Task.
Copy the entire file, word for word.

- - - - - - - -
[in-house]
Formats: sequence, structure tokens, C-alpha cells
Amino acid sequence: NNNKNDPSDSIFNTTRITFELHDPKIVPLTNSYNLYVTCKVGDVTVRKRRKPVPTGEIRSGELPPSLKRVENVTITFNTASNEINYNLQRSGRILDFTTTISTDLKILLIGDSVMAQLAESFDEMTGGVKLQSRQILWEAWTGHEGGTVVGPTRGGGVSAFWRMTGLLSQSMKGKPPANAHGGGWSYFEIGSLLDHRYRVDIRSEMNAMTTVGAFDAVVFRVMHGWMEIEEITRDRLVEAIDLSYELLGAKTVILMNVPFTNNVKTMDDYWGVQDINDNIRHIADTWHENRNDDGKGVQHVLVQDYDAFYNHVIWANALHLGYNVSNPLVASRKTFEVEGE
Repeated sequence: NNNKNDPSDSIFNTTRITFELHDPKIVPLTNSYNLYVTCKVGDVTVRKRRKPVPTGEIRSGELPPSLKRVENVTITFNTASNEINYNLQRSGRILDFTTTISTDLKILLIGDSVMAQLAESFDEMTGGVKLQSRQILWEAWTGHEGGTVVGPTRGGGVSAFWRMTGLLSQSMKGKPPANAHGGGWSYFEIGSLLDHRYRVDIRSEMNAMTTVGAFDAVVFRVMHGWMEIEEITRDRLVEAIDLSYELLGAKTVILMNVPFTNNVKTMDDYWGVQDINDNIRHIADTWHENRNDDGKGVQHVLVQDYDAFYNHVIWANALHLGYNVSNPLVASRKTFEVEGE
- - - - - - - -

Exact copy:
[in-house]
Formats: sequence, structure tokens, C-alpha cells
Amino acid sequence: NNNKNDPSDSIFNTTRITFELHDPKIVPLTNSYNLYVTCKVGDVTVRKRRKPVPTGEIRSGELPPSLKRVENVTITFNTASNEINYNLQRSGRILDFTTTISTDLKILLIGDSVMAQLAESFDEMTGGVKLQSRQILWEAWTGHEGGTVVGPTRGGGVSAFWRMTGLLSQSMKGKPPANAHGGGWSYFEIGSLLDHRYRVDIRSEMNAMTTVGAFDAVVFRVMHGWMEIEEITRDRLVEAIDLSYELLGAKTVILMNVPFTNNVKTMDDYWGVQDINDNIRHIADTWHENRNDDGKGVQHVLVQDYDAFYNHVIWANALHLGYNVSNPLVASRKTFEVEGE
Repeated sequence: NNNKNDPSDSIFNTTRITFELHDPKIVPLTNSYNLYVTCKVGDVTVRKRRKPVPTGEIRSGELPPSLKRVENVTITFNTASNEINYNLQRSGRILDFTTTISTDLKILLIGDSVMAQLAESFDEMTGGVKLQSRQILWEAWTGHEGGTVVGPTRGGGVSAFWRMTGLLSQSMKGKPPANAHGGGWSYFEIGSLLDHRYRVDIRSEMNAMTTVGAFDAVVFRVMHGWMEIEEITRDRLVEAIDLSYELLGAKTVILMNVPFTNNVKTMDDYWGVQDINDNIRHIADTWHENRNDDGKGVQHVLVQDYDAFYNHVIWANALHLGYNVSNPLVASRKTFEVEGE